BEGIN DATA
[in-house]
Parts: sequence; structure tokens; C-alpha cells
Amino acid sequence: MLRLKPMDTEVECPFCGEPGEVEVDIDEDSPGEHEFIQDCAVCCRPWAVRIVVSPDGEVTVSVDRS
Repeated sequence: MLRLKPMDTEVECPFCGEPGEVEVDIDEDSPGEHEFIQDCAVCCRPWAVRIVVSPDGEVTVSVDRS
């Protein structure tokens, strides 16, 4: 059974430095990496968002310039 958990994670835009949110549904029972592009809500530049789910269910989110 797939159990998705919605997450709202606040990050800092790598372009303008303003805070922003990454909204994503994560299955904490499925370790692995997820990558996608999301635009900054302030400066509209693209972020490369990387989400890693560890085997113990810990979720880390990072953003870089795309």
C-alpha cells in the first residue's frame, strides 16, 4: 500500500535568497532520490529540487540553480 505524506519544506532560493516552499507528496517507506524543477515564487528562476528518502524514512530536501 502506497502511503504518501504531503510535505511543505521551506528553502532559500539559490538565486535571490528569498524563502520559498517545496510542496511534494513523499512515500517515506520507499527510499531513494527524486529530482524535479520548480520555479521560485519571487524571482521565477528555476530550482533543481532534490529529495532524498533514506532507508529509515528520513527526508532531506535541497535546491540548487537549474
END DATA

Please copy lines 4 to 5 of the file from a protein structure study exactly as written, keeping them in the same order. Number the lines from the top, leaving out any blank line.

Repeated sequence: MLRLKPMDTEVECPFCGEPGEVEVDIDEDSPGEHEFIQDCAVCCRPWAVRIVVSPDGEVTVSVDRS
């Protein structure tokens, strides 16, 4: 059974430095990496968002310039 958990994670835009949110549904029972592009809500530049789910269910989110 797939159990998705919605997450709202606040990050800092790598372009303008303003805070922003990454909204994503994560299955904490499925370790692995997820990558996608999301635009900054302030400066509209693209972020490369990387989400890693560890085997113990810990979720880390990072953003870089795309």